Tips for growing your own holly in New Hampshire

Holly has been used to mark the winter solstice (and Christmas more recently) since the Iron Age



PHOTO COURTESY UNH COOPERATIVE EXTENSION

Yes, the Iron Age — that's when the ancient druids, a class of mystical Celtic priests, lived in parts of what is now Europe. They marked the year by the position of the sun so the winter solstice became a significant date.

"Holly was important in that cycle," says Margaret Hagen, a UNH Cooperative Extension field specialist. "It's one of the ways the life force was seen in the winter, especially since it really stands out against the snow."

The druids would bring it inside, hanging it over the door for protection from evil spirits and as a harbor for fairies. When the Romans arrived, they used it for Saturnalia, a celebration of Saturn, the god of agriculture. "They carried it in processions, gave it to each other in wreaths and decorated images of Saturn with it," Hagen says.

Early Christians also saw significance in holly because its spiny leaves and red berries serve as a reminder of Christ's crown of thorns.

All these years later, holly isn't weighted with meaning for most people; it's simply a bright addition to Christmas greenery. The "Deck the Hall" lyrics — the blazing yule, the gay apparel, the boughs of holly — reflect the contemporary role of the perfect-for-Christmas red and green plant.

If you'd like to grow your own holly for cutting (it quickly grows back) or just enjoying it uncut, Hagen has some advice. She says, while there are as many as 400 varieties of holly, only a handful are winter-hardy enough for New Hampshire: "It's really only the southern two-thirds of the state where it can thrive. It's too cold from about Berlin north."

The most popular varieties are the iconic ones with spiny, glossy leaves and big, red berries. For New Hampshire, the "blue hollies," or meserveae, are best. They were hybridized in the 1950s to withstand the cold. Hagen says Blue Prince and Blue Princess (you need both male and female to get berries), and China Girl and China Boy are the meserveae cultivars most often chosen. She cautions buyers to read labels and buy plants that are in the same series so they bloom at the same time.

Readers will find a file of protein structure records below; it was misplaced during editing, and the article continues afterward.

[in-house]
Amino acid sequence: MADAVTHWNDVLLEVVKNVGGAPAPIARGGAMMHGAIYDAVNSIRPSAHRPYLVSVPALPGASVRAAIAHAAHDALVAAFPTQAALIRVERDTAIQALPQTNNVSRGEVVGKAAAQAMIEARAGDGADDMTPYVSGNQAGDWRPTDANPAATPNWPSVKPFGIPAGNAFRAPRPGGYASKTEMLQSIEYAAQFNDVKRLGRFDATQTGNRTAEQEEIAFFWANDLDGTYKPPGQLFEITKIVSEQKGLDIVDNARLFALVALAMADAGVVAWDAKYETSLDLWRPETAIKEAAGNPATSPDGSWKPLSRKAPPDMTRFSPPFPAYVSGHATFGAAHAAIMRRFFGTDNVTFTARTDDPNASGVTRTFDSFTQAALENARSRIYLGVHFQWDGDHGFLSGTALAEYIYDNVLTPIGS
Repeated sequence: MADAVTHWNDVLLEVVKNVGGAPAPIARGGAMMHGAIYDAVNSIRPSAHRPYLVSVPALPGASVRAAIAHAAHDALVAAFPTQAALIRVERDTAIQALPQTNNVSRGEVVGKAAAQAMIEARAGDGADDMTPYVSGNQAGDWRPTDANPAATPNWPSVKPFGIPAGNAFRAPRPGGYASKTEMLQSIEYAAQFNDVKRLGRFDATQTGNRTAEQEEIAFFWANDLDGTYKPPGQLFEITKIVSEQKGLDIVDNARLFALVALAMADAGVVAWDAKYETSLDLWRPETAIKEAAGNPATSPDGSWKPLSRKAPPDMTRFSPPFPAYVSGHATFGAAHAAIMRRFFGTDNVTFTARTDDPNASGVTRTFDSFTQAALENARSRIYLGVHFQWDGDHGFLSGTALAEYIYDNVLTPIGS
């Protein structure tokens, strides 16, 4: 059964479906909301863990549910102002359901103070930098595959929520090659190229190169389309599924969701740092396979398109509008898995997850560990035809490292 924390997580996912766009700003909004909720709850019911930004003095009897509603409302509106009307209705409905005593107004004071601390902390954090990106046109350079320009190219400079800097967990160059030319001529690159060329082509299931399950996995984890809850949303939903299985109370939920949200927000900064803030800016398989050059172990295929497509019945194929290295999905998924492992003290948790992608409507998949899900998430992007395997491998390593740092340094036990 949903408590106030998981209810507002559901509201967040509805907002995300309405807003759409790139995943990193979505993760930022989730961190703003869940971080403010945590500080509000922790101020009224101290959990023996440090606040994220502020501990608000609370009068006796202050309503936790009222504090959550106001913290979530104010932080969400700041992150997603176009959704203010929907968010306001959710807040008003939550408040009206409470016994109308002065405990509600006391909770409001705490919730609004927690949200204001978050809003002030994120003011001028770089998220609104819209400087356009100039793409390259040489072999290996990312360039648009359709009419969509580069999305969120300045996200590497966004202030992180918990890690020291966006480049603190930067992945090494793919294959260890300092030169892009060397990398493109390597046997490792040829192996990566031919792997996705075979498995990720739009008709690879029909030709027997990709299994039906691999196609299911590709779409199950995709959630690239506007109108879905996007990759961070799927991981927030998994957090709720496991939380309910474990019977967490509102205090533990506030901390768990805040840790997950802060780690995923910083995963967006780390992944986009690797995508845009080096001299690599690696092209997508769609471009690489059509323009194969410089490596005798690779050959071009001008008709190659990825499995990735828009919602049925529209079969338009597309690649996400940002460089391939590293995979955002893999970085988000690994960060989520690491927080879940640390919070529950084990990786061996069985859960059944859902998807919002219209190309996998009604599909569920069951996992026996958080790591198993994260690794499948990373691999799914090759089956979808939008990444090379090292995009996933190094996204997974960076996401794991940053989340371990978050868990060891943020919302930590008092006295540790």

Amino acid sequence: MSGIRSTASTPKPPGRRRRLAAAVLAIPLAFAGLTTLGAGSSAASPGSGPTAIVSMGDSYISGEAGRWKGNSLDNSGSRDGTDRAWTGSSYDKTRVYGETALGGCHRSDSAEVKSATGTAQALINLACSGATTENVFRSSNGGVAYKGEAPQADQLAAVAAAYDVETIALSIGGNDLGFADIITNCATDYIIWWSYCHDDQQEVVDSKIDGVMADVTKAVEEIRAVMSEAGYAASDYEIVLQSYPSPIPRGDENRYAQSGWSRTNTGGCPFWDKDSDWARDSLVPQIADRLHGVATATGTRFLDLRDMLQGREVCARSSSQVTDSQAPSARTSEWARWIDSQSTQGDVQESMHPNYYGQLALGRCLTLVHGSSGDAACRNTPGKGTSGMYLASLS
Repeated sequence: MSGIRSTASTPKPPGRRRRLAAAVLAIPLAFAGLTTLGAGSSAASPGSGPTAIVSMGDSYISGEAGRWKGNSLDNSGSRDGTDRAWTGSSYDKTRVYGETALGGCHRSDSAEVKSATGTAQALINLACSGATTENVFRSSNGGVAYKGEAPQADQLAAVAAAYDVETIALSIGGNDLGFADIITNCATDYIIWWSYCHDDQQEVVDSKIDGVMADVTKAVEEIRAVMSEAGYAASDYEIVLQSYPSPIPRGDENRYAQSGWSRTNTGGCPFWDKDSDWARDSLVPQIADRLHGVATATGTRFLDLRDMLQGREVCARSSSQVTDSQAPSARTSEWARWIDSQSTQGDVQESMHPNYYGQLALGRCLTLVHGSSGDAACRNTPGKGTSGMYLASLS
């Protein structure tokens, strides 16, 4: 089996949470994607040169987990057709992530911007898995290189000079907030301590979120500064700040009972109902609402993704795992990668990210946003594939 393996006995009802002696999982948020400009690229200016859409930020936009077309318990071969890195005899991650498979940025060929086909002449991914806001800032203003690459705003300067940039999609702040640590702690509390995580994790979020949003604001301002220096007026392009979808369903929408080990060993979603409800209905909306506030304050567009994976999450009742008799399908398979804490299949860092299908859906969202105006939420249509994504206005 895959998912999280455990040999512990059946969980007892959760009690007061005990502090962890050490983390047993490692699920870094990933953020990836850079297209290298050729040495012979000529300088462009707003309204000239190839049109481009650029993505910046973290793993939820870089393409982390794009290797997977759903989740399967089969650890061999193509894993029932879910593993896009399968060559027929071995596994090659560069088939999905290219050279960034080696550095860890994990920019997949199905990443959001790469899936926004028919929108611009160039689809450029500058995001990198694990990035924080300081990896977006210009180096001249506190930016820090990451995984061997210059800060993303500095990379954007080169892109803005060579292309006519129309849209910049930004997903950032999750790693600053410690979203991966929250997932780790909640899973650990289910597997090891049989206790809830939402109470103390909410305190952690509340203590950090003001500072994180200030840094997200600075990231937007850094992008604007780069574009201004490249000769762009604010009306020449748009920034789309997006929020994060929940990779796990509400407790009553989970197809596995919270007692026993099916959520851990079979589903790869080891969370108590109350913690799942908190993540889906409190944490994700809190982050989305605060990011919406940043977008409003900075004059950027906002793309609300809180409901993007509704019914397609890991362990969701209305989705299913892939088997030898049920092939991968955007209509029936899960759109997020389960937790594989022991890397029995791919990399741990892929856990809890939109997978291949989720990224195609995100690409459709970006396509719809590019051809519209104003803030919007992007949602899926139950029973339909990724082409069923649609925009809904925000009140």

If you cut holly to decorate for the holidays, Hagen says don't cut it too soon unless you plan to put it in water: "It'll dry out in two weeks or less. If you cut it to use outdoors, the leaves can turn black in the cold. It's a lovely way to decorate, but just keep these things in mind."

Also beautiful for decorating — New Hampshire's native holly, winterberry. It grows wild in swamps and bogs, and when it drops its leaves in the fall (it's one of the deciduous hollies), it leaves its big, red berries on the branches.  

Margaret Hagen's tips for growing holly:

  • It's the female holly that produces the berries, but to get them a male holly must be nearby for pollination. A male can pollinate five or six females that are within 30-40 feet.
  • To produce a lot of berries, the holly  needs sun, but not too much of it or the leaves will turn brown. The north and east sides of the house are best.
  • Be sure you know what the growth rate will be. Hollies can grow up to 70 feet tall.
  • Hollies like slightly damp, slightly acidic soil.
  • Fertilize only in the spring.
  • Hollies can take heavy shearing. It grows back quickly.
  • If a deer eats your holly and the tree looks terrible, resist pruning. New leaves will grow back soon to cover the grazed area.

 

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